Daylight saving time is coming, and with it, longer, more light-filled days. Below, your Buzz round up of questions on the time change.
When is it?
We spring ahead the second Sunday in March. This year the time change starts on Sunday, March 13 and ends Sunday, November 6. Not all states observe the time difference: Hawaii, most of Arizona, American Samoa, Guam, Puerto Rico, and the Virgin Islands opt out.
Why do we have daylight saving time?
The hope is that we save energy -- since there's less of a need to switch on the lights if natural light will do. Studies have shown the electricity conserved on the new schedule is actually pretty nominal. But look on the bright side. Those longer light-filled days are sure nice. Searches on the time switch have increased 797% in the last week. The sunlight-deprived would like to know "what is daylight saving time," daylight saving time dates," and origins of daylight saving time."
What is the history of daylight saving
Fun fact: The idea was first floated back in 1784 by one Benjamin Franklin. While minister of France he wrote the essay "An Economical Project for Diminishing the Cost of Light." The idea failed to see the light of day until practically 100 years later, when the U.S. railroads instituted a standardized time for their train schedules. That time change was imposed nationally during the first World War to conserve energy, but was repealed after the war ended. It became the national time again during World War II.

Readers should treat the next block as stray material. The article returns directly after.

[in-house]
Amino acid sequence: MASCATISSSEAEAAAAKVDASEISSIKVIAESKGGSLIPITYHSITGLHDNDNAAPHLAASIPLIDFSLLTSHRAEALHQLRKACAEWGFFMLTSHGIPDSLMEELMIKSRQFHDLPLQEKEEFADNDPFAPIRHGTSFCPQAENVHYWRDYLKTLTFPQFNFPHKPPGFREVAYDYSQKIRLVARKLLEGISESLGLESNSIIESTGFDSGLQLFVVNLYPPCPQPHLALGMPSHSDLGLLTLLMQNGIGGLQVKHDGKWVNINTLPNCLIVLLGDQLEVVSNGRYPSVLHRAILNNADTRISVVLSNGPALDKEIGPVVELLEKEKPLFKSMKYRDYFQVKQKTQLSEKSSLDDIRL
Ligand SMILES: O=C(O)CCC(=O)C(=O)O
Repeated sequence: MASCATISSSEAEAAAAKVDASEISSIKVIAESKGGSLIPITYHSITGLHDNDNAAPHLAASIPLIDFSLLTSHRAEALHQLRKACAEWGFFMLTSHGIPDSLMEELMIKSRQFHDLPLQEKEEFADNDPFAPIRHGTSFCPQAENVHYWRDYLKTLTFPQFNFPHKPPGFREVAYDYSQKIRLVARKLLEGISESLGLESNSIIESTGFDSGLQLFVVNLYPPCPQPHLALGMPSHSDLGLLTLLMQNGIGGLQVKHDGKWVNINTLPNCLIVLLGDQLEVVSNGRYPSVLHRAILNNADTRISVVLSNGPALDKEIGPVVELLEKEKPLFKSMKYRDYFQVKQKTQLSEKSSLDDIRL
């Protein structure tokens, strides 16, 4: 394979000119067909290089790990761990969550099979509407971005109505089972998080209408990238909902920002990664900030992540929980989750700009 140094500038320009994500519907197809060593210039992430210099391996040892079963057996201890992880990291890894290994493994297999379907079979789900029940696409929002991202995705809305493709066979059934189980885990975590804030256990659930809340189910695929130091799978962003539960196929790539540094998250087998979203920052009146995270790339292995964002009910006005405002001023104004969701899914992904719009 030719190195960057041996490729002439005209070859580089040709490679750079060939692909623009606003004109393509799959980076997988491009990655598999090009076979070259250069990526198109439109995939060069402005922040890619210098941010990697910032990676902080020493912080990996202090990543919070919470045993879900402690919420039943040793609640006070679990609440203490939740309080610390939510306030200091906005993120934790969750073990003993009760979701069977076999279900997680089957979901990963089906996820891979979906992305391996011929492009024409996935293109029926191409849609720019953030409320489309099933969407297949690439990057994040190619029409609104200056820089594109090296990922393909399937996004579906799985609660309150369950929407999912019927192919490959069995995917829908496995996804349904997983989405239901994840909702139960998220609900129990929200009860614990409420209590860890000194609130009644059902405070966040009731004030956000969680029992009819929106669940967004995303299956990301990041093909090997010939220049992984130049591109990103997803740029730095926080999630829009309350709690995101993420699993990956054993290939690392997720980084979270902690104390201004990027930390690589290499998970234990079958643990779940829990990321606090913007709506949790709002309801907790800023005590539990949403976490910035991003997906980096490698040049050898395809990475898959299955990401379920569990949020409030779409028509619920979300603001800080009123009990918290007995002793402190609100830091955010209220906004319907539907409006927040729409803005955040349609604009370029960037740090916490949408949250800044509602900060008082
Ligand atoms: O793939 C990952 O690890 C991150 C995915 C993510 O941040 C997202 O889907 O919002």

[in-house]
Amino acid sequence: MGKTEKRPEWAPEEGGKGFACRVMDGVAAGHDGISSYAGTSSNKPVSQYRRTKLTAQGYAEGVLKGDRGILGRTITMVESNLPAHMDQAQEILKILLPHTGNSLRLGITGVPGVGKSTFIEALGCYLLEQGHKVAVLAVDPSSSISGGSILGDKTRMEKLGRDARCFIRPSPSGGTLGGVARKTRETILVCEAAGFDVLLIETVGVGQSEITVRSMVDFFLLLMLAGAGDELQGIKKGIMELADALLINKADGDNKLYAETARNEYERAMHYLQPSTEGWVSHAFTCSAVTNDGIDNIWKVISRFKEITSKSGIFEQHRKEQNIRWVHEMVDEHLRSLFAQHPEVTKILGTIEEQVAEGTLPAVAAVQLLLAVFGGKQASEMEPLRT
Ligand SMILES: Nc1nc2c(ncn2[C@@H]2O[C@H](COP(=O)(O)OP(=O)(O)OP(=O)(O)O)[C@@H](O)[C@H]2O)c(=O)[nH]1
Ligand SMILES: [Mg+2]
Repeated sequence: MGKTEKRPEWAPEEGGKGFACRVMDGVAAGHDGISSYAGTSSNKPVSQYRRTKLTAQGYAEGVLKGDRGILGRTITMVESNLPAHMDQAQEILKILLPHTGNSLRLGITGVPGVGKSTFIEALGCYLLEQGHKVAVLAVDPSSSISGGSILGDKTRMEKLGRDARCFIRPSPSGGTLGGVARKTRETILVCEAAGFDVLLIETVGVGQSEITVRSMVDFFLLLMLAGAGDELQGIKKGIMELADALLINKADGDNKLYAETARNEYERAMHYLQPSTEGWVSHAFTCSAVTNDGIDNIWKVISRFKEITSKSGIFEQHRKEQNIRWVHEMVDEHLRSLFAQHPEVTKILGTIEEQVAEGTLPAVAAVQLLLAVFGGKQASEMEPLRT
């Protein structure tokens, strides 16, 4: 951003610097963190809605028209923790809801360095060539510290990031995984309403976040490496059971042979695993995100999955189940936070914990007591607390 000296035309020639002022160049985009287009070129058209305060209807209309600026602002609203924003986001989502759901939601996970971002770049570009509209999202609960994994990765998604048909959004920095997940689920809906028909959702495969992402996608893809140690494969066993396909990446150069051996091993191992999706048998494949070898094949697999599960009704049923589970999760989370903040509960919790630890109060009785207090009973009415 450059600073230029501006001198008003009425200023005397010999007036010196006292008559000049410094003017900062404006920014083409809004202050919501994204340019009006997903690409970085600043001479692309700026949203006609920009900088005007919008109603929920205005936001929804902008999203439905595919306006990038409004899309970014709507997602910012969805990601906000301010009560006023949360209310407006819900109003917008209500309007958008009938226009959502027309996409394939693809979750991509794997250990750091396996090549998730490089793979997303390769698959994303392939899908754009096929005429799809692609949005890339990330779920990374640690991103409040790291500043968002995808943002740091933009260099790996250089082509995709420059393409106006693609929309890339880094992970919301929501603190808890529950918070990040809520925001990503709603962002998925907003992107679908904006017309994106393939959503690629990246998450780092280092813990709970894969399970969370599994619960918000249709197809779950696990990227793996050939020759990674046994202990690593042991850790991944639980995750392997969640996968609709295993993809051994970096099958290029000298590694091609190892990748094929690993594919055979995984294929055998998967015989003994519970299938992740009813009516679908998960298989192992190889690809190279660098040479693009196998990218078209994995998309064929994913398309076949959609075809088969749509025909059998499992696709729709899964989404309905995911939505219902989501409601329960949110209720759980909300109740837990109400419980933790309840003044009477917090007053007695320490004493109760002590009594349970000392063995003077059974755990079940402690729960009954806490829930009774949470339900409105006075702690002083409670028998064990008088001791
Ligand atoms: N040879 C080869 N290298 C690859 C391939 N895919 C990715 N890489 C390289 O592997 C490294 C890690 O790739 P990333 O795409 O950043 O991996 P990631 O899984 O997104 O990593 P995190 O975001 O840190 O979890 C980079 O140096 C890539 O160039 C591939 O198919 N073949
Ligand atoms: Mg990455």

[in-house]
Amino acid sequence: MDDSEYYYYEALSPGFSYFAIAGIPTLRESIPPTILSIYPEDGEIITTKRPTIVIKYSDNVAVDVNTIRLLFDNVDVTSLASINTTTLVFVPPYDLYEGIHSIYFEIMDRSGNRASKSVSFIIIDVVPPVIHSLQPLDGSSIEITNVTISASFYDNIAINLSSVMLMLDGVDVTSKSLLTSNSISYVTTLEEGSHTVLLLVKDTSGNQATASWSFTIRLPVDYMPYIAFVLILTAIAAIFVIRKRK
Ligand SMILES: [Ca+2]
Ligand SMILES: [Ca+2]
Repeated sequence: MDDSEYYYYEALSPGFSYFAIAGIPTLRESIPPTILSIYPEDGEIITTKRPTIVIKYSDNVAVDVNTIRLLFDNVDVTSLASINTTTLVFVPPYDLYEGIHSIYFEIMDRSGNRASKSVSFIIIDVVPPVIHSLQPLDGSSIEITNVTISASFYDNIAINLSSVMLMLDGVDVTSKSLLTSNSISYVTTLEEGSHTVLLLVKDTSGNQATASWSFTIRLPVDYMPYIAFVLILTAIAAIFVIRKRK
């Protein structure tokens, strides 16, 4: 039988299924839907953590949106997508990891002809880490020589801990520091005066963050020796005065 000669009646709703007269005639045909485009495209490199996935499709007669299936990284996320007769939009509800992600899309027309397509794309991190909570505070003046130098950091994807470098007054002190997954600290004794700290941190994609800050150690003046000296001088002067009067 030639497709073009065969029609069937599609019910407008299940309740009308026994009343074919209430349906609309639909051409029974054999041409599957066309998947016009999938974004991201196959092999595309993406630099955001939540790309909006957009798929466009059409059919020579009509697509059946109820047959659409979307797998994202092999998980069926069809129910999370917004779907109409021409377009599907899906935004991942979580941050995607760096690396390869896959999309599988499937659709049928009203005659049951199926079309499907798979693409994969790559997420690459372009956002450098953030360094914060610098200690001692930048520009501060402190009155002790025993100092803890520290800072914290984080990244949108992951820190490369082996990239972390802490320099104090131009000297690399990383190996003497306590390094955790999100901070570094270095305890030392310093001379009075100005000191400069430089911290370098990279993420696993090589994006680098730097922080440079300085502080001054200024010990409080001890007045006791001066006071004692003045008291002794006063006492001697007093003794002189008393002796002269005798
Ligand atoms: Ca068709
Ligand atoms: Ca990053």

After that, it was a free-for-all of states deciding if they wanted it, and when it would start and end. Congress finally enacted the Uniform Time Act in 1966, which decreed that if a state chose to opt in to daylight saving, it had to be at the same time as everyone else.
Why does it start at 2 a.m.?
The website LiveScience explains that's it's pretty much the least disruptive time of day to make a switch. After all, most of us are asleep. Those who work on Sunday usually start later than 2 a.m. LIVE SCIENCE http://www.livescience.com/
Don't lose sleep over it
While the shift is only one hour, according to Health Day, sleep disorder specialists say you should prepare yourself: You actually can lose sleep over the time change. Experts suggest being well rested before the time change by getting up and going to bed an hour earlier. Our unscientific suggestion: On Sunday, sleep in.